The collected T1 weighted MRI images were free from noise, missing data and outliers. In preprocessing step all the MRI brain images are segmented into VM, GM, CSF and Ventricle tissues that represent vital information about brain degeneration disease. A clustering based segmentation approach has been employed for this purpose. The k means clustering is exploited in order to extract the VM, GM and CSF features the entire MRI brain image. It partitions the data points into k clusters [12] based on the inherent distance between the data points. The intent is to minimize inter cluster variance. For a healthy MRI brain image, k is usually three (corresponding to grey matter, white matter and CSF).

Algorithm: K-means Clustering

  1. Initialize the number of clusters (k=3) and determine the cluster center
  1. Assign each voxel to every cluster based on the intensity values (minimum squared distance) to the cluster mean

  1. Recalculate the cluster means and reassign the voxels depending on the new cluster mean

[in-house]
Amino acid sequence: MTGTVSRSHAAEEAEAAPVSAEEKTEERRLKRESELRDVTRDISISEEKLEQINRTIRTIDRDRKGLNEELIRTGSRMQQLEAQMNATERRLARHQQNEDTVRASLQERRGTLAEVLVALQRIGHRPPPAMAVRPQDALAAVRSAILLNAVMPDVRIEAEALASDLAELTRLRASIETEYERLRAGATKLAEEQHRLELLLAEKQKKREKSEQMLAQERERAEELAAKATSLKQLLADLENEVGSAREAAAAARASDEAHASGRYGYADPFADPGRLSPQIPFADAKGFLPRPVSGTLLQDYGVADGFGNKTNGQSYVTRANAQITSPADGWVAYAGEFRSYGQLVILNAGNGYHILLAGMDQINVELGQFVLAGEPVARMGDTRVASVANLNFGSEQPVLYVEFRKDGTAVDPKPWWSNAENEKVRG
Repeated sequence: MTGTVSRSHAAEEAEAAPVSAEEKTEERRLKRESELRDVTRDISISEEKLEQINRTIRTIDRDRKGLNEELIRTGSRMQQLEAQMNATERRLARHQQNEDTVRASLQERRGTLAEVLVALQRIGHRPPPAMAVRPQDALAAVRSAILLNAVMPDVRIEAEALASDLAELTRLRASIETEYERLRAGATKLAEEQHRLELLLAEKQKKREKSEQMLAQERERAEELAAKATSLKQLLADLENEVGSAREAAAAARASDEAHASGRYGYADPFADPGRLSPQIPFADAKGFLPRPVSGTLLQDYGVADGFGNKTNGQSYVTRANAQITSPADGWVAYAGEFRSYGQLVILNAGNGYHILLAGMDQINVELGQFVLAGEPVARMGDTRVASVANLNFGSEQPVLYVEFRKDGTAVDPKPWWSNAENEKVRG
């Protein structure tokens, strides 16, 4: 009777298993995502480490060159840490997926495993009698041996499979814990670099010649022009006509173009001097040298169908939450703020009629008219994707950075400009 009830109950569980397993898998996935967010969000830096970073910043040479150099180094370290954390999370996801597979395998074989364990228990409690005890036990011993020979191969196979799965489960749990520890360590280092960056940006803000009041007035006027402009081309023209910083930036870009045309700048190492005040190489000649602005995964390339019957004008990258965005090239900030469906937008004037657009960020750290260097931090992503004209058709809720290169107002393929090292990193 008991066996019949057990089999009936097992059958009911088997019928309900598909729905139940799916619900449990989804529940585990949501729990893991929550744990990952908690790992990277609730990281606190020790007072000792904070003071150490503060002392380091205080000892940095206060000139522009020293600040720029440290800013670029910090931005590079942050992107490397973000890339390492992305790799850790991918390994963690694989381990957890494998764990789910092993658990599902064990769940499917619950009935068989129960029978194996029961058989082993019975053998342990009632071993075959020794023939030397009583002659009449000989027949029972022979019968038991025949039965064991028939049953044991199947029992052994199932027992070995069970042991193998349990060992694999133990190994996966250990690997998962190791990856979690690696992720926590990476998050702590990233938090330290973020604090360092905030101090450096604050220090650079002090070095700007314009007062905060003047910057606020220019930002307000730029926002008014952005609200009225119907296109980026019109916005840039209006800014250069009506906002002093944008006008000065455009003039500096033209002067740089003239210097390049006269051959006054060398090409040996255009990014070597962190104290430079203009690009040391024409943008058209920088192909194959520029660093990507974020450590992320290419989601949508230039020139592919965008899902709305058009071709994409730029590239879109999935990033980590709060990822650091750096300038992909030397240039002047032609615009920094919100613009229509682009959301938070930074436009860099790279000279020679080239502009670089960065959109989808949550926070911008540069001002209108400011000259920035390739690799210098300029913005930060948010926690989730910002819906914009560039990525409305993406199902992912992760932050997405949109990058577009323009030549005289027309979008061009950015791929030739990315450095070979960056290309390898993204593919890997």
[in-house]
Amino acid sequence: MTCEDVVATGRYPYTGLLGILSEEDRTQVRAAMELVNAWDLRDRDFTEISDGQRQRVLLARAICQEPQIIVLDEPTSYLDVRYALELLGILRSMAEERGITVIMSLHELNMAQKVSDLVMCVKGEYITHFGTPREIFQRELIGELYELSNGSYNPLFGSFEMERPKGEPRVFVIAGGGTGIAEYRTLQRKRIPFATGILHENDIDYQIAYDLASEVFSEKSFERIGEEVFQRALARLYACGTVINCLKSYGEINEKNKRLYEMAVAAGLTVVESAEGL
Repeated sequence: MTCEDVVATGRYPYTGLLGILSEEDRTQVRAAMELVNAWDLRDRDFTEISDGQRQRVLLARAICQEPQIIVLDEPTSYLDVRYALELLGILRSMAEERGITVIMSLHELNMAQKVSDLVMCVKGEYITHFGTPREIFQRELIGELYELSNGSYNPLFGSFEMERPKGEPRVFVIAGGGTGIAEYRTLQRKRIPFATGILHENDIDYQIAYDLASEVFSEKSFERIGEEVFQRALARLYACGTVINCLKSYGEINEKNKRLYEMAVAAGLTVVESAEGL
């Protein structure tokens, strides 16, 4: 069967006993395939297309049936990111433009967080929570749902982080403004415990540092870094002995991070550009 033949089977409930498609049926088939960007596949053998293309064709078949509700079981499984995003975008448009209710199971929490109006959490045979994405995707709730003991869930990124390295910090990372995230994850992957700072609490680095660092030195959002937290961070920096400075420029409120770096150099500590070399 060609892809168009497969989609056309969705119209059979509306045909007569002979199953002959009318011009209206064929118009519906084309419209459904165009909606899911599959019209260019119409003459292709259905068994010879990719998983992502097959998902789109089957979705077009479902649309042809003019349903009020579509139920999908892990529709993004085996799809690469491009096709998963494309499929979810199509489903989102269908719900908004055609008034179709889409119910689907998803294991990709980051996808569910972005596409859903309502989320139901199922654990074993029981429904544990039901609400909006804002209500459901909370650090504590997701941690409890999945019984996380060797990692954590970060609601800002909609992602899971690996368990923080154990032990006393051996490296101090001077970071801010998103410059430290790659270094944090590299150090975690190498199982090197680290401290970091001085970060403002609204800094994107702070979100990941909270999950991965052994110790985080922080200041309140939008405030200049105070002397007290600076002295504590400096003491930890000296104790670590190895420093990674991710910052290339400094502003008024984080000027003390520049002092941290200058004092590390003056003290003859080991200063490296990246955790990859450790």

1. Stop the process when voxel assignments are same over the two iterations

After segmenting the MRI brain images into GM, WM and CSF, morphological operations are applied to obtain the binary ventricle tissue. Here, morphological operators such as erosion and dilution are applied.

3.3 Feature Extraction

In order to accurately classify AD patients ventricle shape features are extracted. In this work, the 2D shape features are extracted from the ventricles based on Gray-Level Co-occurrence Matrix (GLCM) feature extraction. This method computes the co-occurrence matrix of each image present in the database by calculating how frequently pixel x with certain intensity value take place in relation with other pixel y at a specific orientation θ and distance d.

The eleven features calculated from every co-occurrence matrix, generates set of feature vectors. These feature vectors include contrast, homogeneity, energy, correlation, mean, variance, rectangularity, elongation, circularity, area and perimeter and listed in table 1.

Contrast

Homogeneity

Energy

Correlation

Mean

Variance

, ,

Rectangularity

Width X breadth X height

Elongation

Circularity

Table 1: Extracted Features

Abstract: